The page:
The government in action

Monday, Feb. 12

Š      The Senate began an unrestricted debate on immigration—a unusual step that permits senators to try to build a bill on the Senate floor. Meanwhile the fate of hundreds of thousands of so-called “dreamers” hung in the balance. The debate was expected to continue for a week with no guarantee that any proposal would attract the required 60 votes for passage.

Š      President Trump sent a $4.4 trillion budget proposal to Congress proposing steep cuts to Medicare and other social programs, and significant increases in military spending. Trump’s budget would balloon the federal deficit. The proposal has little chance of enactment, but it did show how far Republicans have moved from their advocacy of balanced budgets.

Tuesday, Feb. 13

Š      Top intelligence officials warned that Russia is already attempting to influence the upcoming midterm elections. They said Moscow’s digital strategy was aimed at deepening the nation’s social and political divisions. “We expect Russia to continue using propaganda, social media, false-flag personas, sympathetic spokespeople and other means of influence to try to exacerbate social and political fissures in the United States,” said Dan Coats, the director of national intelligence at a hearing of the Senate Intelligence Committee.

Š      The White House changed its story about Rob Porter, the disgraced staff secretary who resigned last week over allegations of spousal abuse. A White House spokesperson conceded that the F.B.I. told the White House last summer about complications in Porter’s security background check but claimed that the F.B.I.’s warning never reached Trump’s inner circle.

Wednesday, Feb. 14

Š      President Trump’s personal lawyer, Michael D. Cohen, said he paid $130,000 of his own money to pornography star Stephanie Clifford, also known as Stormy Daniels, who claimed to have had an affair with Trump. “Neither the Trump Organization nor the Trump campaign was a party to the transaction with Ms. Clifford, and neither reimbursed me for the payment, either directly or indirectly,” Cohen said in a statement to The New York Times.

Š      Scott Pruitt, the EPA administrator, is now approved to fly first class for all travel, an EPA spokesman said. “Due to security reasons, he has a blanket waiver to buy business or first class,” said Jahan Wilcox. He declined to identify who signed off on the unusual permission, or when, or how it was determined that flying coach poses a security risk.

Thursday, Feb. 15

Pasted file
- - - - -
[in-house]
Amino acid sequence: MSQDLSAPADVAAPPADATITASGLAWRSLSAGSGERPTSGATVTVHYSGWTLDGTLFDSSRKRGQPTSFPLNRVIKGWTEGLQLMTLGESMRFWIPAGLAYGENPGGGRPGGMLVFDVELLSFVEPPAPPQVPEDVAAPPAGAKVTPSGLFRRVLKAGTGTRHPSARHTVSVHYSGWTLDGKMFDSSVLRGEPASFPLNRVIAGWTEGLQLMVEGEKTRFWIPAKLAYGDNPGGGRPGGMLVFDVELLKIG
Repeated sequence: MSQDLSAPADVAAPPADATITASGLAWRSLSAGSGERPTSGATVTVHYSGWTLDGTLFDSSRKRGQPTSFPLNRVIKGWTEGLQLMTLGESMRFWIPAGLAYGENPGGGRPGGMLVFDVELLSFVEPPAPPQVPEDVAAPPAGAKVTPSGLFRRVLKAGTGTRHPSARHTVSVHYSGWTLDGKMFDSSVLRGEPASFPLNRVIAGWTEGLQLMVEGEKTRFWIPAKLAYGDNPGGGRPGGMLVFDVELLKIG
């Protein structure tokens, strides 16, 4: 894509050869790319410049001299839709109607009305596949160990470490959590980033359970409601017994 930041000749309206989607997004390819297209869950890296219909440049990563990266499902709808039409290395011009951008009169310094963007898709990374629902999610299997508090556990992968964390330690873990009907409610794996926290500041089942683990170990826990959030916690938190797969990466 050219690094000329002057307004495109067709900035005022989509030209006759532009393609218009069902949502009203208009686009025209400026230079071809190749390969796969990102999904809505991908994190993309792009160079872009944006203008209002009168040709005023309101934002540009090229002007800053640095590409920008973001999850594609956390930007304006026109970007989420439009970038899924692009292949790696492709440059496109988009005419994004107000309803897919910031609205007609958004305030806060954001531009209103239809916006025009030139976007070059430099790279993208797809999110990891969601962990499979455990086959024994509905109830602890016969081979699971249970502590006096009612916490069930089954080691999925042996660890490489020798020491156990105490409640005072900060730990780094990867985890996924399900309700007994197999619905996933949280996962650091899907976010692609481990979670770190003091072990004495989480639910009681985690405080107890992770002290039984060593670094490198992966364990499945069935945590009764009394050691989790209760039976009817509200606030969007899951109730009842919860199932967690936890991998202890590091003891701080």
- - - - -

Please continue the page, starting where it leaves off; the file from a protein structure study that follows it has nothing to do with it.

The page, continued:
Š      The Senate blocked three immigration bills — including one supported by President Trump — leaving hundreds of thousands of undocumented “dreamers” in continued uncertainty about their ability to remain in the United States. The Senate voted 60 to 39 against the White House-backed bill, which would have offered 1.8 million “dreamers” a path to citizenship, in exchange for a $25 billion commitment to build a border wall with Mexico, substantially limit legal immigration, and end the diversity visa lottery.

Friday, Feb. 16

Š       The Justice Department charged three companies and 13 Russian nationals in an indictment that exposed a complex network designed to subvert the 2016 election and to support the Trump campaign. According to special counsel Robert S. Mueller III, the Russians were also in contact with “unwitting individuals associated with the Trump campaign.”

Š      The White House will limit access by some employees with interim security clearances to top-secret information, according to White House Chief of Staff John F. Kelly. The move could threaten the position of Jared Kushner, President Trump’s son-in-law.

Š      New claims surfaced in the New Yorker about an alleged nine-month relationship that President Trump had with former Playboy “Playmate of the Year” Karen McDougal. She was reportedly paid $150,000 by a tabloid publisher, a close friend of Trump’s, who never published her story.

Š      Attorney General Jeff Sessions ordered an examination of the F.B.I. and Justice Department’s procedures because the F.B.I. failed to act on a tip about the teenager who shot his classmates in a deadly school shooting in Florida. “It is now clear that the warning signs were there and tips to the F.B.I. were missed. We see the tragic consequences of those failures,” Sessions said in a statement.

Saturday, Feb. 17

Š      Bloomberg reported that an un-named source said Special Counsel Robert Mueller is still investigating possible collusion between the Trump campaign and Russia in the 2016 presidential election. The investigation is expected to continue for months and also look at potential obstruction of justice charges against the president, the source said.

Sunday, Feb. 18

Š      In a remarkable series late night tweets, President Trump vented against the ongoing probe of Russian interference in the 2016 elections. He declared, “they are laughing their asses off in Moscow.” Trump blamed the Obama administration for not deterring Russia. and said he never denied that Russia meddled in the U.S. elections. The tweet storm undercut his national security adviser, Lt. General H.R. McMaster, who said the day before that Russian interference is now “beyond dispute.” :